Some criticism aimed at all of us---myself included. We are so used to tapping computer keys we forget there are very detailed exploded drawings in old MOTORS's Manuals, (MOTOR'S and NOT Chiltons). This manual usually covered a seven year span so a 1982 to 1989 would have the drawing. We have a complete set from 1929 to the mid 70's and I ignore them until I get stuck on something; usually electrical or wiring. Something you might check out.
Yes indeed and I will be headed for a library later this week...thanks.
Your photo shows a yellow spring and the related hardware that retains the actuator and the shoe to the backing plate. The back side of the retainer has a sleeve that goes through the actuator and the brake shoe. It may be possible that the hole in the shoe is too small or it has some sort of coating on it and could be binding and causing the tang to not set on the star wheel. My reference materials show a straight spring on some and others a beehive type design. The book I have calls it a return spring. I don't think it matters much except both are considerably smaller and weaker springs that would apply less pressure. My suggestion would be to do a test and remove the return spring and see where the actuator sets relative to the star. Fred
Something I learned during my 50 years of working on this stuff. Don't throw anything away until you are finished and it works.
Last edited by rfs56trk; Tue Dec 31 2019 10:50 PM.
Good points and I need to place a very small amount of lube in that specific area for the reasons you mentioned. I will seek out some additional springs at the local parts house. I'm leaning heavily at this juncture to installing the one piece arm. I'm thinking the design engineers made this change for a reason. Time will tell.....
First things first- - - -replace the worn adjusters so the teeth will be the right height. Then adjust the pawl to contact the star wheel by doing a little careful twisting of the pawl so it makes firm contact with the star wheel. I was working on automobiles in the late 1960's when self-adjusting brakes started being used, and I taught automotive classes at the high school and Vo-Tech school level for about 35 years. A few hundred of my students learned to do that, and it works very well. Jerry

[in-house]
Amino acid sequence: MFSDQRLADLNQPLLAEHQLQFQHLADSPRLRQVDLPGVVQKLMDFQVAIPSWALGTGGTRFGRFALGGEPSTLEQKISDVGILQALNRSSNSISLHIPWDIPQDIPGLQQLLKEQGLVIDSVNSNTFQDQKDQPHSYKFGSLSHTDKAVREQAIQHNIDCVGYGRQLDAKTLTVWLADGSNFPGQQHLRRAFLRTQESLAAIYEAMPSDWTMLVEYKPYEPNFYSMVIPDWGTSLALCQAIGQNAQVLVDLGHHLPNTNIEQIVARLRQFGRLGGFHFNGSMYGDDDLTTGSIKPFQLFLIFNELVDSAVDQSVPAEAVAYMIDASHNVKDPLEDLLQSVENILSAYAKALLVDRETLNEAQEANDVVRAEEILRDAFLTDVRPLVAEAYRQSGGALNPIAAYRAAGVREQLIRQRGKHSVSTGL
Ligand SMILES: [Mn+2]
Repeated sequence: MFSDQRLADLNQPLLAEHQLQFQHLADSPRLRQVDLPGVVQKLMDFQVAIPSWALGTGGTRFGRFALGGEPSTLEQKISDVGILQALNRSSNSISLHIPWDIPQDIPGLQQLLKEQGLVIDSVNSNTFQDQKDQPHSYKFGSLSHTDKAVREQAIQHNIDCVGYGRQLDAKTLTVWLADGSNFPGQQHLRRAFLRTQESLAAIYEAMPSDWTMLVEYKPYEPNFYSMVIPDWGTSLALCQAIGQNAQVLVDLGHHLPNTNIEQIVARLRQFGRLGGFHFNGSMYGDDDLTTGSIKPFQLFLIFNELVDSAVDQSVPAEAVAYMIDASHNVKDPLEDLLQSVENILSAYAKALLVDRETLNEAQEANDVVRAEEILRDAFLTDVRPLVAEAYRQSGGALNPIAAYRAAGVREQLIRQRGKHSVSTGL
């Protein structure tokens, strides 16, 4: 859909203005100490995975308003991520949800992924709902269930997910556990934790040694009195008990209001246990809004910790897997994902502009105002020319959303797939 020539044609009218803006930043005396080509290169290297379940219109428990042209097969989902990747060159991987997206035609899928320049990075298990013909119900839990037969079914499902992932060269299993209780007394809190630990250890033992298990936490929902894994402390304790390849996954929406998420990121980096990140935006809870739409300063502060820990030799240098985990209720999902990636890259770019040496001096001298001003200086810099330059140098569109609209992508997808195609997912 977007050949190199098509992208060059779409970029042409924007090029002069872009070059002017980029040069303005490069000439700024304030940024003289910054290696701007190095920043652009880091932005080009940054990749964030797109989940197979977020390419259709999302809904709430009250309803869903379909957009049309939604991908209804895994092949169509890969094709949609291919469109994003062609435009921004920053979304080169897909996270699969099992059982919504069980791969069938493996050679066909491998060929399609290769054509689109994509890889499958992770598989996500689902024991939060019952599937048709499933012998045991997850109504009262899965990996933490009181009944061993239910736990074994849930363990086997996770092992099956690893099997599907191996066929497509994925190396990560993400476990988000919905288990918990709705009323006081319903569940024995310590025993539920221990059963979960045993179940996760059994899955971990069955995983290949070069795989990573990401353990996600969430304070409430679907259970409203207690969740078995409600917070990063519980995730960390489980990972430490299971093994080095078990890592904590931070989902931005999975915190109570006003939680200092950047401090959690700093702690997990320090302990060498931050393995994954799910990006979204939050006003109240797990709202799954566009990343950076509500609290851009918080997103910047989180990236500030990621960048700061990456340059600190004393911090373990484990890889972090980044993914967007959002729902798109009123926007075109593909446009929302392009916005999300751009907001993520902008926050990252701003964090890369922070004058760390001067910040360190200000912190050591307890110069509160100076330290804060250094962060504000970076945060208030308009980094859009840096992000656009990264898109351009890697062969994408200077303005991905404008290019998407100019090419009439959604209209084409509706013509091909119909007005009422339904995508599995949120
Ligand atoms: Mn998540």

The murder victim was drowned in a bathtub full of Rice Krispies and milk. The coroner blamed the crime on a cereal killer!
Cringe and wail in fear, Eloi- - - - -we Morlocks are on the hunt!
Hey Craig, According to my Motor manual, GM used at least 3 different types of adjusters on the drum brakes. They were all based on the same general principle, but there were slight differences in the parts. You can see the difference in the actuator lever in your exploded diagram and the actuator lever in Apache1's picture.
Using S10 parts on a Camaro axle or vice versa may be the issue here.
Apache1: did you positively identify your axle before buying your new parts?
I got tripped up thinking all along that it was out of a Camaro because my front clip is....until the brake issue was exposed.
Correction: Its a GM 8.5 axle housing with a posi-unit. I was barely able to interpret the very shallow ID stamping's on the passenger side axle tube. Note: The axle tube measures 3.00 on the OD. Where and how it got a set of S-10 brakes is anyone's guess.
See Pic: I have the (ears) @ 5 and 7
Btw, I've ordered the (1) piece adjusters (w/star wheels & springs) just like the ones in the exploded views that TUTS 59 provided....should be here Monday. I'm hoping they will just fall into place. That (2) piece unit is just hokie IMHO.
Apache1, glad to hear you got it worked out, another set of eyes always seems to help.
Years ago my Wife gave me one of Stacy David's project build books. It was a great addition to my 59', I record everything from part numbers to hand built modifications. I go back to it all the time to refresh my memory (or lack of).
Last edited by TUTS 59; Tue Jan 07 2020 10:40 PM.
Come,Bleed or Blister somethings got to give!!! Q:"What yah runnin" A:"3/8 drive Black and Decker aquarium pump motor" (the movie HOTROD)
59' Apache 31, long term project (30 years and counting)